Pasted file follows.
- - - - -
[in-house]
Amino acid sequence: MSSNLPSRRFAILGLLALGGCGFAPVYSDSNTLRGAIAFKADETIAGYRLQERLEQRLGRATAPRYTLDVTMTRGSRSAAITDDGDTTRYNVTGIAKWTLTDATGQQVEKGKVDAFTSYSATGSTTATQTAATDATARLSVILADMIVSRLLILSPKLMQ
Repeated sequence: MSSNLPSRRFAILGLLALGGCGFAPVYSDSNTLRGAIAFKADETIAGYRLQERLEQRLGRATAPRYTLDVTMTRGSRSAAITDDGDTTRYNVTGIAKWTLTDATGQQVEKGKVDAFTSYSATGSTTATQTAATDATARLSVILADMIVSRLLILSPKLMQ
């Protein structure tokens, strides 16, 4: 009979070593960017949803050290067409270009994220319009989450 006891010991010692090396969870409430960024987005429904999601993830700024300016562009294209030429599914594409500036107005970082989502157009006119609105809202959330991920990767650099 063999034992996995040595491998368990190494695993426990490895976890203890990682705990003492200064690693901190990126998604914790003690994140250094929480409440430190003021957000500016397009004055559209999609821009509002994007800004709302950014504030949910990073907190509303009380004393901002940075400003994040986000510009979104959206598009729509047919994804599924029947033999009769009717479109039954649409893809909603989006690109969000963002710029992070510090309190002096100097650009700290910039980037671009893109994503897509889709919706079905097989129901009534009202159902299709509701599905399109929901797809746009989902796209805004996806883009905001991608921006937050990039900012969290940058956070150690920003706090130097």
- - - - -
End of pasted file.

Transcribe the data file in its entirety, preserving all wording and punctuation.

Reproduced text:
[in-house]
Amino acid sequence: MSSNLPSRRFAILGLLALGGCGFAPVYSDSNTLRGAIAFKADETIAGYRLQERLEQRLGRATAPRYTLDVTMTRGSRSAAITDDGDTTRYNVTGIAKWTLTDATGQQVEKGKVDAFTSYSATGSTTATQTAATDATARLSVILADMIVSRLLILSPKLMQ
Repeated sequence: MSSNLPSRRFAILGLLALGGCGFAPVYSDSNTLRGAIAFKADETIAGYRLQERLEQRLGRATAPRYTLDVTMTRGSRSAAITDDGDTTRYNVTGIAKWTLTDATGQQVEKGKVDAFTSYSATGSTTATQTAATDATARLSVILADMIVSRLLILSPKLMQ
């Protein structure tokens, strides 16, 4: 009979070593960017949803050290067409270009994220319009989450 006891010991010692090396969870409430960024987005429904999601993830700024300016562009294209030429599914594409500036107005970082989502157009006119609105809202959330991920990767650099 063999034992996995040595491998368990190494695993426990490895976890203890990682705990003492200064690693901190990126998604914790003690994140250094929480409440430190003021957000500016397009004055559209999609821009509002994007800004709302950014504030949910990073907190509303009380004393901002940075400003994040986000510009979104959206598009729509047919994804599924029947033999009769009717479109039954649409893809909603989006690109969000963002710029992070510090309190002096100097650009700290910039980037671009893109994503897509889709919706079905097989129901009534009202159902299709509701599905399109929901797809746009989902796209805004996806883009905001991608921006937050990039900012969290940058956070150690920003706090130097």